Portland as “the” example?

But for what? Portland is often used as “the” example for how to manage growth effectively and efficiently. I usually read this blog and post it in my little sideblog, but this warrants further comment. The following link is well-researched, cited and presented. I look forward to Part 2.

Land use regulations affect housing affordability, sprawl, congestion, etc. Pretty much everything. How does Portland fit in?

Did the Portland experiment work?

After more than twenty-five years in operation, the results of the Oregon experiment are controversial and puzzling.  Growth control in Portland, like the text of the Bible, seems to provide almost anyone studying it evidence to bolster a pre-existing viewpoint.

Hmmm. How do we apply what they have learned in Portland to how we want the Central Virginia area to grow? Is New Urbanism “the” answer? “An” answer? Where does the vaunted Neighborhood Model fit into the grand scheme?

This Google search yielded some interesting results … more to read. And this (PDF) case study in particular.

The “missing link” in all of this is the myopic focus on the City of Charlottesville. What seems to be neglected is an understanding of how all localities interact and connect.  How does X development impact the surrounding area? How does X fit into the comp plan? So long as piece-meal development persists, the differences between NoVa and C’Ville area will becomes less and less.

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  1. Ray Hyde February 24, 2006 at 00:28

    You really opened up a rats nest with this one. I hope you get some good comments.

    I’ve been following the Portland thing closely. Urban growth boundaries have protected a lot of farmland, but the apple business and other rural enterprises have had problems, logging in particular.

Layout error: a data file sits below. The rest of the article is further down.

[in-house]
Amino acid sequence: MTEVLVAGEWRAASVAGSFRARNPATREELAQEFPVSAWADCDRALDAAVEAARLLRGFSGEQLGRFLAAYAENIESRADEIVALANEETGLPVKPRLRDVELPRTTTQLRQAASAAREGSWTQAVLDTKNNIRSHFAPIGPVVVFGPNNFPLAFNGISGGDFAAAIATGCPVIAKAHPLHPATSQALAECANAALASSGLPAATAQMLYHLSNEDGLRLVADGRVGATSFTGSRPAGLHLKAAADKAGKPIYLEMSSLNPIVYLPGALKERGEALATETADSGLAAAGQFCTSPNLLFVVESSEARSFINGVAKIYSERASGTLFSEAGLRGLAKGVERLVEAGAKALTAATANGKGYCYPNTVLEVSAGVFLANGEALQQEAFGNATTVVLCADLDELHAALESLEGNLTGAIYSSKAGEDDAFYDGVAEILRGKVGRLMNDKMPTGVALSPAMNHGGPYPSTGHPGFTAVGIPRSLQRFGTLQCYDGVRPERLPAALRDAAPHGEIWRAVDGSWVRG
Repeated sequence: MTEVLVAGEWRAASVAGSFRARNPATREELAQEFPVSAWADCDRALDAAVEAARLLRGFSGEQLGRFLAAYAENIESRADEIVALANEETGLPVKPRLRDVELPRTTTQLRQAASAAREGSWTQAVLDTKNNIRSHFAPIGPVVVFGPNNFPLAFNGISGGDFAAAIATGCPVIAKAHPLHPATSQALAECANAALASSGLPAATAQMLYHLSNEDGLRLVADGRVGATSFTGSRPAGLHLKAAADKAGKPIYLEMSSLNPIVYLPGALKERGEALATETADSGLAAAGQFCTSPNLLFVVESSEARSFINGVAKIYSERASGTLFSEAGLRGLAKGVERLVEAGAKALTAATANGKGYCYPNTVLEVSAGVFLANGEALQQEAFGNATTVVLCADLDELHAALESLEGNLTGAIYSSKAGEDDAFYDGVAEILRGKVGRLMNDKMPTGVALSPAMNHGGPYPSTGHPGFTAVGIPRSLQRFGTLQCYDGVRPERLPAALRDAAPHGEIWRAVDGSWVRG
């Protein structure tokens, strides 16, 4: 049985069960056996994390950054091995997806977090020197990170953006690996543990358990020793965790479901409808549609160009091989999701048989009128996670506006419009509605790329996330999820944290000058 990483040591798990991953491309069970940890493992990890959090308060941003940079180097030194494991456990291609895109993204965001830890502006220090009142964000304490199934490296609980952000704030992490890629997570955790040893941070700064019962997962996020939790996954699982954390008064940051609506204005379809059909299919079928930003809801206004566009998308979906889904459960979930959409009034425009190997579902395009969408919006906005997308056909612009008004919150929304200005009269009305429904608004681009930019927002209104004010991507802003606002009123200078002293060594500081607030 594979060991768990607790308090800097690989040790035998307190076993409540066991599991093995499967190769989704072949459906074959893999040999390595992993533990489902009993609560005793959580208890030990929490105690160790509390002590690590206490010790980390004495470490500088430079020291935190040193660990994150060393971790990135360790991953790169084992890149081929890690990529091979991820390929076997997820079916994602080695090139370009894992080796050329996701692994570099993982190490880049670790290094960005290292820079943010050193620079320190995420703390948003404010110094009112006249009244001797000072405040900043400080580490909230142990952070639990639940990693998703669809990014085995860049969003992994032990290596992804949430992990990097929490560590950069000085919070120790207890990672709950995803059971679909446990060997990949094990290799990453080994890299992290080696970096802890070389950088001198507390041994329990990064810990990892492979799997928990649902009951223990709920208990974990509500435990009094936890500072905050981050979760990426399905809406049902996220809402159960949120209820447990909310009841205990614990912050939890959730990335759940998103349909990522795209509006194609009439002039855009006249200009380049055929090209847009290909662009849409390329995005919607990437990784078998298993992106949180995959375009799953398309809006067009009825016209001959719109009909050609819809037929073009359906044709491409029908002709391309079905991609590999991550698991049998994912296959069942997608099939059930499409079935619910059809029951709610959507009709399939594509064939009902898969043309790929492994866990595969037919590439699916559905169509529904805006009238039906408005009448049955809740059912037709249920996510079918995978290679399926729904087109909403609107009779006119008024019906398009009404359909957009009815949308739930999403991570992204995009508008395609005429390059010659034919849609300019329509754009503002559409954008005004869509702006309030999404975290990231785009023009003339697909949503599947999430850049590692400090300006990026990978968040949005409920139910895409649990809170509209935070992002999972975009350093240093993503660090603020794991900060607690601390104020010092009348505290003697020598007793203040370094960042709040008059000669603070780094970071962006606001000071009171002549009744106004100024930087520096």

Portland is one of the least affordable cities, and if you can afford to buy, you don’t get much. Consequently, urban dwellers like to escape to the countryside. They can only go to visit, not stay, because of growth restrictions aqnd incrementally ever increasing ancillary rules. Travelling to the countryside generates a lot of VMT’s.

    Portland has a fabulous transit system, and every bus has bike racks. Also a lot of empty seats, and the city still has traffic congestion. And a lot of panhandlers.

    The rural growth limits are mostly supported by urban dwellers. Just as in Virginia, the liberals tend to live in town.

    After thirty years of having their lives controlled through bureaucratic central planning, the people rebelled through a referendum. Despite being opposed by a well funded coalition campaign of special interests and condservtionist, with a lot of money coming from out of state, the referendum passed overwhelmingly, only to be thrown out by the court.

    Four years later, the same thing happened again. This time the conservationists outspent the opponents 5 to one and proclaimed that the opponents were big logging interests. The big logging interest was a family operation, but it was big by some standards. The conservationists lost overwhelmingly again, and again the conservationists won in court, but then lost in the Supreme Court.

    Do we really want to go through thirty yeas of central planning just to find out it doesn’t work? Is sprawl the only alternative? I don’t think so, but there are a lot of rabid conservationists who can’t accept any compromise. I think they may lose all as a result.

  2. Ray Hyde February 24, 2006 at 00:53

    That pdf case study has a lot of problems.

    “Creating livable communities by preserving open space and more compact development will bring back the sense of community and
    have stores and libraries within walking distance.”

    We would need a lot of new stores and libraries to put them in walking distance, and the stores wouldn’t have a large enough base to provide varietywe are accustomed to. Elsewhere the report calls for parks evey 1/4 or 1/8 mile. Who is going to maintain all those parks, and waht is the point of jamming 12 units per acre just so you can have parks. What is so wrong with individual parks? I think in England they call them gardens, but here we call them yards.

    Surprisingly, she does come to a vlaid conclusion at the end. If we want open space we shoulf raise taxes and buy it.